I have developed an appreciation for silence. In a world where white noise permeates almost every nook and cranny of daily life, silence can be startling. Once the natural state of the night, quiet is now a regulation that rarely happens unless it is imposed.
In an effort to do just that, the managers of Muir Woods in Marin County California have established a “campaign for quiet.” In an article for the New York Times titled “Shh, and Not Because the Fauna are Sleeping,” (published in today’s paper) journalist Felicity Barringer points out the changes in wildlife that occur as a result of constant human decibel levels. In 2001 for example, Muir woods was left devoid of its once lively population of woodpeckers, spotted owls, and piliated woodpeckers. In an effort to bring back the species that had moved away from the increasing noise levels of what should have been a safe and ideal habitat, the park made efforts to silence maintenance vehicles and move dumpsters and garbage cans off of the trails. Signs were posted to remind visitors to be quiet, and decibel meters demonstrated just how loud their whispers really were.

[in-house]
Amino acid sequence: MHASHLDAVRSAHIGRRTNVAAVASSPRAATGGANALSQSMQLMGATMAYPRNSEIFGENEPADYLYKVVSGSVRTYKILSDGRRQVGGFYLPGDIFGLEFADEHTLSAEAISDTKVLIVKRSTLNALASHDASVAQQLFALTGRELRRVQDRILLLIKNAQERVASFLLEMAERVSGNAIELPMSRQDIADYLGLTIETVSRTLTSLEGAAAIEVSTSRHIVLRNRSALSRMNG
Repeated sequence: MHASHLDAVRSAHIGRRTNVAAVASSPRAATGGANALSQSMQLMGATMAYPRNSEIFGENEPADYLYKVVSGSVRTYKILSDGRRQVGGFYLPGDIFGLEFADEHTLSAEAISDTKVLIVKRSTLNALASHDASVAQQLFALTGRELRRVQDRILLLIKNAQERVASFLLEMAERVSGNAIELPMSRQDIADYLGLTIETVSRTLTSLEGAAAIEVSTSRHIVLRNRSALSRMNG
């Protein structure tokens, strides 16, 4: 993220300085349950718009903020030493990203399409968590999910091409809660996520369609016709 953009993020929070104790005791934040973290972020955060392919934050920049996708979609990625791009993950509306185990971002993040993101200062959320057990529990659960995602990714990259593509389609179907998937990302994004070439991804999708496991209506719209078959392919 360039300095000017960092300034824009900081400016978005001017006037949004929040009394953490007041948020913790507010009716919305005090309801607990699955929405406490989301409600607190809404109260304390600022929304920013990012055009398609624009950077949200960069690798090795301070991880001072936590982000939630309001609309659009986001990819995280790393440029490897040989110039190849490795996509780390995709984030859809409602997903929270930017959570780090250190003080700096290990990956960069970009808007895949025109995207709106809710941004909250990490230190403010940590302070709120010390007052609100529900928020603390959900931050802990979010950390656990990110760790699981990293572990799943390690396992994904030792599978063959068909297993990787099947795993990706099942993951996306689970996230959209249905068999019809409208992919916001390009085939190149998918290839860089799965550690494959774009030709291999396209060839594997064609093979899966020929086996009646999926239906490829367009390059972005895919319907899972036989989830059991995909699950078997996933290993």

Visiting this same park as a little girl, I can still remember the complete awe of staring upward at the endless tower of redwood tree trunk–the circumference of which extended far beyond the grasp of my outstretched arms. I can remember the sounds of the gurgling water beyond the trails, and the soft ground beneath my lightly thudding feet. Experiencing nature in silence is both eye opening and mind broadening. So often we feel the need to comment on every little thing that goes through our heads. We seek recognition and long to express our individuality and intelligence even when what we have to say isn’t necessarily all that meaningful. We send hundreds of text messages a day, fill uncomfortable moments with discussion of the weather, and ask questions that we already know the answers to in order to gain “points” in a system of ongoing rating and competition that constantly runs through our heads. By abstaining from using our vocal cords as we take in the complexity of a national park, we see more than if we fill the moment with words. Truly “seeing” nature goes beyond what any of us could describe with the limited use of language or the click of a camera lens.
Maybe we need to extend these regulations of silence to the world beyond our sanctioned parks–to spontaneous moments of reflection and appreciation that could occur every day. We deserve the opportunity to actually absorb our experience, rather than fly through it with the list of things for the future already scrolling behind our eyelids. Even when I recognize these moments (when I’m sitting out on my plot project for example) I realize that the minutes of quiet are few and far between. Though it is rarely acknowledged, noise pollution is a legitimate problem.
Somehow, we’ve got to find a way to be a little quieter.